We work at the grassroots level throughout the Muslim World to counter violent extremism before it takes hold, to promote tolerance and understanding, and to foster better relations with the United States.
I woke up from stress dreams this morning resenting my alarm more than anything. I hauled myself groggily into the early morning 6:30 am van, the unfortunate sign that it’s a hartal (political strike) day. On hartal days, the vans to the university run as early as possible since the strike calls for a complete shut down of the country, especially of any transport systems. Vans such as ours are typically targeted for breaking the hartal because they are a sign of the rich. Any other hartal day I would simply rickshaw in to work, but on this morning the Bengali professors joined us, a sure indicator that this hartal was serious. As we bumped and bounced our way to school I had to remind myself to try to let go of my resentment and consider the real political weight of this particular moment.
Currently, in Shabagh Square in Dhaka, a hopeful, restless movement of Bengali youth have set up their very own Tahrir/Tianamen Square in protest of the recent War Crimes Tribunal. This tribunal, set up in 2008 by the Prime Minister Sheik Hasina, aims to try and prosecute the leaders who committed mass rapes and killing during Bangladesh’s Liberation War in 1971. The atrocities committed during the Liberation War have historically been overlooked and paid little attention to in Western scholarship and politics. While this tribunal is certainly a step in the right direction, it also violates international law and standards for fair trials. Because of this, and the government’s refusal to bring the tribunal in line with international standards, many claim that the tribunal is simply a way for the ruling party, the Awami League, to undermine the opposition (Jamaat-e-Islami and the Bangladesh National Party) before the elections next year. Jamaat-e-Islami is a conservative Islamic party that historically opposed Bangladesh’s independence from Pakistan. Now, it remains in Bangladesh as an independent political party that calls for Islamic democracy. Because of its historic ties to Pakistan and collaboration with Pakistani forces during the Liberation War, however, most of the potential war criminals under trial are also current Jamaat-e-Islami leaders.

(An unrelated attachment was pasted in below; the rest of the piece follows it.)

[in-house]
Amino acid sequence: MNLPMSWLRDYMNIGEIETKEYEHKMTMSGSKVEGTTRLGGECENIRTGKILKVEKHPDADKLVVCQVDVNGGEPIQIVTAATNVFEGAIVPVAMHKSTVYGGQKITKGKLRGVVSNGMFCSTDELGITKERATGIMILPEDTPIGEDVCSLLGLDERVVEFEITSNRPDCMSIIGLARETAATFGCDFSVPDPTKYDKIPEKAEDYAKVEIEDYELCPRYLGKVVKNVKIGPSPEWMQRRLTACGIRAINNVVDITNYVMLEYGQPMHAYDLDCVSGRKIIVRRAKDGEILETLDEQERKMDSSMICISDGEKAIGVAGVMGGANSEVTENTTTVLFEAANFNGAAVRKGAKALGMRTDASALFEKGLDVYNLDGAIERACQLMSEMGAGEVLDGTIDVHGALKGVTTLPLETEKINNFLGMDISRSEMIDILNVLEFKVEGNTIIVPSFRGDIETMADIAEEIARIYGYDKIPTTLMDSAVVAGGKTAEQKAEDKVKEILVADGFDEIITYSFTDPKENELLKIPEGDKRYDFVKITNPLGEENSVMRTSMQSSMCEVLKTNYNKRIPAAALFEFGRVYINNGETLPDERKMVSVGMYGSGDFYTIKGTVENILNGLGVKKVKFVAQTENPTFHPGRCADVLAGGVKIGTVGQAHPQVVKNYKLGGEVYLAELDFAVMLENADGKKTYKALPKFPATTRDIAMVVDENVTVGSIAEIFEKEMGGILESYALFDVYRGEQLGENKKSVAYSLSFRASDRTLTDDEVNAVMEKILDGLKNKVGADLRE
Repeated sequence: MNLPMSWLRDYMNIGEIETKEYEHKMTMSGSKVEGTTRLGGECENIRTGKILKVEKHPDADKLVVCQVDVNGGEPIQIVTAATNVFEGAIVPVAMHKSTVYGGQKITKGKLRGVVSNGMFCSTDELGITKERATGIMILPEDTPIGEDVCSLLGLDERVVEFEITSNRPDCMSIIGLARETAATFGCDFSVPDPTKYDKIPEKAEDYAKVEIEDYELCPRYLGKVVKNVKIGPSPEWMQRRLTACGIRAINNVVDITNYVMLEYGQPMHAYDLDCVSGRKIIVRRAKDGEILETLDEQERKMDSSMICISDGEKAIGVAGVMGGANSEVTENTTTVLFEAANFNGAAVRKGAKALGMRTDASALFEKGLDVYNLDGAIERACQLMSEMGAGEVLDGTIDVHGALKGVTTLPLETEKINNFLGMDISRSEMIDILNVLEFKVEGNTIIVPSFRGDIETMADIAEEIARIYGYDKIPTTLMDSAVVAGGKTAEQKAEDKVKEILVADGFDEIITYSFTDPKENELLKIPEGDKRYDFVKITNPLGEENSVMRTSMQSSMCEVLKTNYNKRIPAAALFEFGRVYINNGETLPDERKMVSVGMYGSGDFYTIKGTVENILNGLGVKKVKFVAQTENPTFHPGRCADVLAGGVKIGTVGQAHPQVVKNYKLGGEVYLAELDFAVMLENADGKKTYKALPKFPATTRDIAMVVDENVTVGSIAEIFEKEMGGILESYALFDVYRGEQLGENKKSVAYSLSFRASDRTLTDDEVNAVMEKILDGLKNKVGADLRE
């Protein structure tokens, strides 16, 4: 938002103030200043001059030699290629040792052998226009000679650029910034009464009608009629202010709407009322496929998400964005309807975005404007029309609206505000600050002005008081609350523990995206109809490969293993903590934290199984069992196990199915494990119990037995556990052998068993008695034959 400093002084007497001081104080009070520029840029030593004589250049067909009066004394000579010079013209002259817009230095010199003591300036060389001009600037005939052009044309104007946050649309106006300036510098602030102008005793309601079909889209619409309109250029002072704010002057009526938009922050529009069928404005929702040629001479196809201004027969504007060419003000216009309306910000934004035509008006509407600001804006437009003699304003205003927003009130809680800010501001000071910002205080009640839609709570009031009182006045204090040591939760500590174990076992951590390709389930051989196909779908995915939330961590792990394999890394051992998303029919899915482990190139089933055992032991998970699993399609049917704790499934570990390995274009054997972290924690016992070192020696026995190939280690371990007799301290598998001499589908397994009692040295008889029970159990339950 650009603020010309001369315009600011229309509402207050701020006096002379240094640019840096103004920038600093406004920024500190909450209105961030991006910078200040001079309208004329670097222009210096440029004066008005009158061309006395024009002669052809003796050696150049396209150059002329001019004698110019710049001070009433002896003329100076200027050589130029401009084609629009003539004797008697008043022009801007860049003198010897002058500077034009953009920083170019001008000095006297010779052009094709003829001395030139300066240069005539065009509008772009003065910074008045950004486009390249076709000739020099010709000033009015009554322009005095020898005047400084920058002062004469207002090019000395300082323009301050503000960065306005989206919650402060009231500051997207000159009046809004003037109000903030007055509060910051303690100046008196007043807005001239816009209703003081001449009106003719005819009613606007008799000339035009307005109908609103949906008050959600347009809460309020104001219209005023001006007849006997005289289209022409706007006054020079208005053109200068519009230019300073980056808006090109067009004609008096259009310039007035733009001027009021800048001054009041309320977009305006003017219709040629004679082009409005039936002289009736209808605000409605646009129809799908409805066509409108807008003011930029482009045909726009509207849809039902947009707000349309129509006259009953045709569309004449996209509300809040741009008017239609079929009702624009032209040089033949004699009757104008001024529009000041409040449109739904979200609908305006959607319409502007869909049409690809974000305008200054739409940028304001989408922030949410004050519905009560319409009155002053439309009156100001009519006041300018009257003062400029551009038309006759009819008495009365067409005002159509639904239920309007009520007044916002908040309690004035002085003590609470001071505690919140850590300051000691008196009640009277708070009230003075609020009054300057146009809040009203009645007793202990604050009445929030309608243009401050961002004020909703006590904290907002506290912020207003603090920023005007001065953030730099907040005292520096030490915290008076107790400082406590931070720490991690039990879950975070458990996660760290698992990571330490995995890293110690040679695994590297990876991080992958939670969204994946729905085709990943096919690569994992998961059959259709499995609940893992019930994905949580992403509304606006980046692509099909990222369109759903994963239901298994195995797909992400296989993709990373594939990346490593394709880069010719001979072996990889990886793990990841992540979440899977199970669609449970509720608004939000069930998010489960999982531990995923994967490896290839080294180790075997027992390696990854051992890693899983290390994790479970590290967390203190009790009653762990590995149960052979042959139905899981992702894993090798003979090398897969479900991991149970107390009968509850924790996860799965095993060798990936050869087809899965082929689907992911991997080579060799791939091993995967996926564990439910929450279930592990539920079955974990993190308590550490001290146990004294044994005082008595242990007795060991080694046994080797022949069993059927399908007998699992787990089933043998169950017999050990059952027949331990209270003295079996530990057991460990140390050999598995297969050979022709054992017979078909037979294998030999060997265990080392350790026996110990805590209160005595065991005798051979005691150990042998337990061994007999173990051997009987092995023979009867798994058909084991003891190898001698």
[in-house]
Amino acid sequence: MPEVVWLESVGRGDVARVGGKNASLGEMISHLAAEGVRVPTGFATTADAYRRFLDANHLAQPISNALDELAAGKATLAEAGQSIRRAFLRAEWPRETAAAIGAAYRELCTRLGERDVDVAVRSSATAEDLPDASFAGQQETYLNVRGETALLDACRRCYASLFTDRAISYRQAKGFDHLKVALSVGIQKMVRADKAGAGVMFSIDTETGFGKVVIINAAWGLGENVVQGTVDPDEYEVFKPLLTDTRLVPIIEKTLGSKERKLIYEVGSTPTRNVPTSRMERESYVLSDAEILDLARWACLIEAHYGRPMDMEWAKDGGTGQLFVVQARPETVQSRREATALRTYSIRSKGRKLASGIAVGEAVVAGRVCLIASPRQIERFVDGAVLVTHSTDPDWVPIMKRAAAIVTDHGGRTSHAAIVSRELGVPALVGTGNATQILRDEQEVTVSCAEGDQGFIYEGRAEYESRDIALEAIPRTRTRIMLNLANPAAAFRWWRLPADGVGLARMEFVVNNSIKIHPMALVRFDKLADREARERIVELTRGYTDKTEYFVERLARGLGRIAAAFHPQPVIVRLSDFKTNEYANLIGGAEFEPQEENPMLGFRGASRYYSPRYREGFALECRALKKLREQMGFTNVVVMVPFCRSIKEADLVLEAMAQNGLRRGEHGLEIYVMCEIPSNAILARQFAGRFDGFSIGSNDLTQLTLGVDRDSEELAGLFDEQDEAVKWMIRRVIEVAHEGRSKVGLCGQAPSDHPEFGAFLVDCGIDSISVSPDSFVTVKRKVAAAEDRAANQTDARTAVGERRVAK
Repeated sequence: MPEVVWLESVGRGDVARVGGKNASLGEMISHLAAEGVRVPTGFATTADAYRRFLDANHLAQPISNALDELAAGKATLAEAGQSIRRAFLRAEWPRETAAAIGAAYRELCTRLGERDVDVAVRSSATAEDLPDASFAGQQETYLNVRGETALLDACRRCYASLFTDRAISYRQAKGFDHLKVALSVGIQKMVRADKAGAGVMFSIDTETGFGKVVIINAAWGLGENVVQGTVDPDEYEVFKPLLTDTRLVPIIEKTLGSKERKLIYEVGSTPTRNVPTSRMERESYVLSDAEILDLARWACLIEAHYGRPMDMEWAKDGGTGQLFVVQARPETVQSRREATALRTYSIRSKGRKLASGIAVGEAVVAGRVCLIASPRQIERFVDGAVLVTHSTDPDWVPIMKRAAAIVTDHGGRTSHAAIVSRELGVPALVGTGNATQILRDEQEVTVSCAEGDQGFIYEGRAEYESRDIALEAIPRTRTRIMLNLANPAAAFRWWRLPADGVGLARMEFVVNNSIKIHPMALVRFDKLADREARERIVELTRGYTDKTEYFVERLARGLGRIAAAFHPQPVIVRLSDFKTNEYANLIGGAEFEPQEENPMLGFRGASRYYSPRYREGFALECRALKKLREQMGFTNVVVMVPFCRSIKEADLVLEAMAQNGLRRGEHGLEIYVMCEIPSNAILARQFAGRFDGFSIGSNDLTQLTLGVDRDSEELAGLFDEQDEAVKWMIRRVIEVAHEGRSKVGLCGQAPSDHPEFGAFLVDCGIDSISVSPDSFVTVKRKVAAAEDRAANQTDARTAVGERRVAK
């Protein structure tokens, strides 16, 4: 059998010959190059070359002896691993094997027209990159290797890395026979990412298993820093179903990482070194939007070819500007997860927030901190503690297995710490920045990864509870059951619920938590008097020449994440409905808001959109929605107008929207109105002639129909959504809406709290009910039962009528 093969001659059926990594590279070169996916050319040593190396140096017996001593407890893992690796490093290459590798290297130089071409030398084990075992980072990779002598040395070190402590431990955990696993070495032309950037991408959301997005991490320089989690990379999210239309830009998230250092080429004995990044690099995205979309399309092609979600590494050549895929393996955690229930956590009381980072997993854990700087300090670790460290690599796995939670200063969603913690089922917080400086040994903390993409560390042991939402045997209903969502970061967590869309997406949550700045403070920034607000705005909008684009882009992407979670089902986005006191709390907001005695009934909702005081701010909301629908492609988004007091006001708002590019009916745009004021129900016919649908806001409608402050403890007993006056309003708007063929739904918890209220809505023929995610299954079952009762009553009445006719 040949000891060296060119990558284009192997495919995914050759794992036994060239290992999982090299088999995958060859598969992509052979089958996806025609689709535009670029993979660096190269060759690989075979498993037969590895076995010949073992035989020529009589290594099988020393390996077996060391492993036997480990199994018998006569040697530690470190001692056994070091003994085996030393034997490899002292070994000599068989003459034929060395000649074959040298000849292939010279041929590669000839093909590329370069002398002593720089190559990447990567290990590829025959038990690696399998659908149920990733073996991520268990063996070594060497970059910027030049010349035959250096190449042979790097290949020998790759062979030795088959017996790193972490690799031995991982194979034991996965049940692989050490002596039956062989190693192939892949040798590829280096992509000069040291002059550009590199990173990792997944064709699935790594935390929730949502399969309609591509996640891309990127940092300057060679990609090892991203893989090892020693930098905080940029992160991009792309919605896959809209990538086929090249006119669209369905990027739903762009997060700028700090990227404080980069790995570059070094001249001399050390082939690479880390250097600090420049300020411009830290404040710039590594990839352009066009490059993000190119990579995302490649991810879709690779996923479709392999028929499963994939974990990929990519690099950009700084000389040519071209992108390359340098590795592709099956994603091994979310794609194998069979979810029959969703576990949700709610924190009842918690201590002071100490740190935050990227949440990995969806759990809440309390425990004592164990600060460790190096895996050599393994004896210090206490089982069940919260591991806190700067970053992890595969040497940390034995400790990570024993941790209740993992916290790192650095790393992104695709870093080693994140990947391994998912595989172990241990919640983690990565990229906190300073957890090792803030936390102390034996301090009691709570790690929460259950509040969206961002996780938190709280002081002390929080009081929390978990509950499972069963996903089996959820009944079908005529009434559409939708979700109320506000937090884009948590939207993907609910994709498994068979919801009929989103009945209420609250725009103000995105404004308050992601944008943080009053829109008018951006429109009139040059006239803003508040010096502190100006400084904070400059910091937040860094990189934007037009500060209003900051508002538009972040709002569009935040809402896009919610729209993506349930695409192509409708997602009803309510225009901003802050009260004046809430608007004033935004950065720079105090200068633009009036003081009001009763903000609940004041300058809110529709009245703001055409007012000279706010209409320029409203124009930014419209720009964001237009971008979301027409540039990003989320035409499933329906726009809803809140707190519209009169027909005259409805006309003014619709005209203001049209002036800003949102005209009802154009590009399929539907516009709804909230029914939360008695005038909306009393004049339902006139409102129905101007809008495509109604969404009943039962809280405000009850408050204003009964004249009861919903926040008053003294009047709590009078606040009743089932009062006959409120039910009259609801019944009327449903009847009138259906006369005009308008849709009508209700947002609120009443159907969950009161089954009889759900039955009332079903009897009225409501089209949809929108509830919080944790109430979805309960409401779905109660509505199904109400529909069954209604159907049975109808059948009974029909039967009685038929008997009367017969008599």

At present, the central political tension revolves around the recent sentencing of Quader Mollah to life in prison, one of the initial verdicts to come out of the tribunal. For many (especially those camping out in Shabagh Square), life in prison seems too lenient. In a country with a high rate of political corruption and two vehemently opposed political parties, life in prison may really just mean life in prison or until the opposition is voted in to power and releases you again. The movement in Shabagh Square has now come to represent those who call for the death sentence for war criminals and for a ban on Jamaat-e-Islami.